This year has been a rollercoaster ride. COVID has dominated the headlines and impacted every aspect of our lives. It has shut down businesses, schools, and workplaces. It’s changed the way we interact and socialize. And of course, it has deeply impacted the economy and the financial markets.
It can be hard in 2020 to find the good news, but there actually are a few economic developments for which we can be grateful. There’s also quite a bit of uncertainty ahead of us. As we approach the end of 2020, now may be a good time to reflect on what has transpired over the past 11 months, and what steps you may need to take to prepare for what comes next.
Below are three positive developments that you may want to consider as you prepare for 2021:
The Markets Rebound
COVID ended the longest bull market and longest economic expansion in history. The previous bull market started in 2009 and lasted for nearly a decade before crashing in just a few short weeks over February and January of this year.1
Between February 19 and March 23, the S&P 500 fell 33.93%. Since that point, though, the markets have surged. From March 23 through October 29, the S&P 500 is up 47.94% and is nearly back to its pre-COVID levels.2
As mentioned, though, there is still uncertainty ahead. The COVID pandemic is far from over. There’s also uncertainty about how the results of the election will impact the markets, the economy, and the country’s COVID response.
While the market's rebound is a fortunate turn of events, there’s no guarantee that it will continue. Now is a good time to evaluate your strategy and lock-in any gains before another potential downturn occurs. A financial professional can help you explore options.
In the second quarter, GDP fell by 31.4%, the largest quarterly drop in history. In the third quarter, it rebounded by 33.1%, the largest quarterly gain in history. That number easily beat the previous record of 16.7% in the third quarter of 1950.3
Much of the rebound was driven by the service industry and the reopening of much of the economy. Of course, the continuing rise in COVID cases may threaten the economic rebound. Twenty-nine states hit record levels for daily new cases in October. Forty states had an increase of 10% just in the last week of October.4
CARES Act Financial Flexibility
The COVID pandemic and its economic fallout have created financial challenges for millions of Americans. While the government is still debating a second round of stimulus, the first round, known as the CARES Act, continues to provide financial flexibility for those facing difficulties.
As part of the CARES Act, you can withdraw up to $100,000 from your 401(k) or IRA without facing early distribution penalties. The taxes on the distribution can even be spread out over a three-year period.5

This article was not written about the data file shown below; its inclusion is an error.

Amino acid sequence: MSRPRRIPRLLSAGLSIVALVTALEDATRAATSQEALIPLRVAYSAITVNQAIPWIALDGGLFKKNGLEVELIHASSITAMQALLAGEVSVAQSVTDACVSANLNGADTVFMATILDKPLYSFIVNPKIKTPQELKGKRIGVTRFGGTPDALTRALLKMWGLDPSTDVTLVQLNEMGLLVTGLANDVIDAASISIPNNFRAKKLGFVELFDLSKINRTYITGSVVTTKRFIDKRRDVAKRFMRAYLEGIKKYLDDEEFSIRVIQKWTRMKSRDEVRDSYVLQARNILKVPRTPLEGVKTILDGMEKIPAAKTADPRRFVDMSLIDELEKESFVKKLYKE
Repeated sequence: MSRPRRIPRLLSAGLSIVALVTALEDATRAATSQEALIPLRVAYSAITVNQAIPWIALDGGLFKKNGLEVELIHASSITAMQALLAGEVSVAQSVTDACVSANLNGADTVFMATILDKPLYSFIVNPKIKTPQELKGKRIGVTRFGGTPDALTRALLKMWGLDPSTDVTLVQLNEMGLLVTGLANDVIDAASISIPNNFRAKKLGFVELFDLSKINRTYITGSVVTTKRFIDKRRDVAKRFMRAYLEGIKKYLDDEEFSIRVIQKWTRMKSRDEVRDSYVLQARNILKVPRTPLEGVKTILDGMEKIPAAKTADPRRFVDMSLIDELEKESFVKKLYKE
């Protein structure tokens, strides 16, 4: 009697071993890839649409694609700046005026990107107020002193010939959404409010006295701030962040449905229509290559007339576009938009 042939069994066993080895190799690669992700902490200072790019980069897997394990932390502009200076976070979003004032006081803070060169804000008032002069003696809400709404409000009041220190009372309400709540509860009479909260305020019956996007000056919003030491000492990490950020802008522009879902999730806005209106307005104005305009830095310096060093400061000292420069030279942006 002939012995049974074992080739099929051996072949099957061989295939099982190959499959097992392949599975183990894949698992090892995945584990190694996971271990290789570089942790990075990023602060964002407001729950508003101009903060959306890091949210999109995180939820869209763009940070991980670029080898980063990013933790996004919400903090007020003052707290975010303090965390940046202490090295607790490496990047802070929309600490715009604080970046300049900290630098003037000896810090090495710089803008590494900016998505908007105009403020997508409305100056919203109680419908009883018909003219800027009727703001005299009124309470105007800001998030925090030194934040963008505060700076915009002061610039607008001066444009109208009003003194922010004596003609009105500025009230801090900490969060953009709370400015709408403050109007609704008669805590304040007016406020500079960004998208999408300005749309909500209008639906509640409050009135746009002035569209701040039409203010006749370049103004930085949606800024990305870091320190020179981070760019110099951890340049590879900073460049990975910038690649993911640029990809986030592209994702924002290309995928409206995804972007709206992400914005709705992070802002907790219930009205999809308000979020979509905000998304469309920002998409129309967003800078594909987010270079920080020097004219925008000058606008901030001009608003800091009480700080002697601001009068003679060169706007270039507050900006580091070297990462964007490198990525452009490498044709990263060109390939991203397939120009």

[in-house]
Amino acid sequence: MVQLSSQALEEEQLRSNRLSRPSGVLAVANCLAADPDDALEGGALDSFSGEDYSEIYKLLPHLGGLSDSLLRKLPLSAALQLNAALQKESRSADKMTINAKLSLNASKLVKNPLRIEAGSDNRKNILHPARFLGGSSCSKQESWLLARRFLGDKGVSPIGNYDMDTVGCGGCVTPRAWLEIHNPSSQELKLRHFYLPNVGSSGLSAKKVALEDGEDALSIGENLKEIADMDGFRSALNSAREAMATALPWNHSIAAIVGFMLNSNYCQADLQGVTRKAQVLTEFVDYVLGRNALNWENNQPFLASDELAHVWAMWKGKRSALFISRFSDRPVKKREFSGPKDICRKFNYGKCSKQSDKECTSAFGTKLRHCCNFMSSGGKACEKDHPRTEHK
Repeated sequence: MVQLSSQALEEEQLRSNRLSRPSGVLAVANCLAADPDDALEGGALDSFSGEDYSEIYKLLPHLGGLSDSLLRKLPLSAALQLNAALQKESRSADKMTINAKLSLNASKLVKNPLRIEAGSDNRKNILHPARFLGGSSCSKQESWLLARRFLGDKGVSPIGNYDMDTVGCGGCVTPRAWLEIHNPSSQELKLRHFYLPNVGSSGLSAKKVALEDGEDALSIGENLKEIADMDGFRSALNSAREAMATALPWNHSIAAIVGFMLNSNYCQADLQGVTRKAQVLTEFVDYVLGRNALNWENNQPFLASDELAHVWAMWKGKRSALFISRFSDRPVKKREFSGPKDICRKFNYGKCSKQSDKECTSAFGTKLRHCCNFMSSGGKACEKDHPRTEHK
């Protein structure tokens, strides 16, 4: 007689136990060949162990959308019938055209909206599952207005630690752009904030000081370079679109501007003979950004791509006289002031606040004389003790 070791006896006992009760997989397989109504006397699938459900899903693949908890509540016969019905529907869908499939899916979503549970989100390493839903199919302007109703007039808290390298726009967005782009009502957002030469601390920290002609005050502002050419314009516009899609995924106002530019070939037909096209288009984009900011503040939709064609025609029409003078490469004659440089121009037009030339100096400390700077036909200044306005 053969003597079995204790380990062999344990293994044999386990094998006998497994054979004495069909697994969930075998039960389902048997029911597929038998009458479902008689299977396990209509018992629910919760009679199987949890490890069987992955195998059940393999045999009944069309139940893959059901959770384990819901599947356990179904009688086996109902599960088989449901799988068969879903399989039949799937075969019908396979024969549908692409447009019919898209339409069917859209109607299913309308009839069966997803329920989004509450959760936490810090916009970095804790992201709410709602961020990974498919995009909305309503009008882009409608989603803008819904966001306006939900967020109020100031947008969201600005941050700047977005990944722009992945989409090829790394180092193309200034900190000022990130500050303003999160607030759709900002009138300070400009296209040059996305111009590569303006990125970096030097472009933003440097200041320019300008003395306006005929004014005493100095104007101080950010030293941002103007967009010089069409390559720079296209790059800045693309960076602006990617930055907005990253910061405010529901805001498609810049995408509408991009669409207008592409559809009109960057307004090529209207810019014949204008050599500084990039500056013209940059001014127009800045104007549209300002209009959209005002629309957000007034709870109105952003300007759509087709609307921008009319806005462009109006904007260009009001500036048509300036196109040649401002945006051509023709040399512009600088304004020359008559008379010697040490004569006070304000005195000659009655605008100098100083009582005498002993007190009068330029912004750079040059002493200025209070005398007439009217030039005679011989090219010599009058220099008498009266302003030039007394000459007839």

Granted, withdrawing money from your 401(k) or IRA isn’t the best strategy for your retirement. However, it is an added measure of flexibility that didn’t exist prior to this year and it could be a blessing if you’re struggling due to the COVID pandemic.
The end of 2020 is approaching. It’s been a rollercoaster ride, but there have been some positive developments, especially in the second half of the year. Let’s talk about how to protect what you have and limit your exposure to future risk and uncertainty. Contact us today at Fenton Financial Services and let’s start the conversation.
Licensed Insurance Professional. This information is designed to provide a general overview with regard to the subject matter covered and is not state specific. The authors, publisher and host are not providing legal, accounting or specific advice for your situation. By providing your information, you give consent to be contacted about the possible sale of an insurance or annuity product. This information has been provided by a Licensed Insurance Professional and does not necessarily represent the views of the presenting insurance professional. The statements and opinions expressed are those of the author and are subject to change at any time. All information is believed to be from reliable sources; however, presenting insurance professional makes no representation as to its completeness or accuracy. This material has been prepared for informational and educational purposes only. It is not intended to provide, and should not be relied upon for, accounting, legal, tax or investment advice. This information has been provided by a Licensed Insurance Professional and is not sponsored or endorsed by the Social Security Administration or any government agency. 20420 - 2020/9/18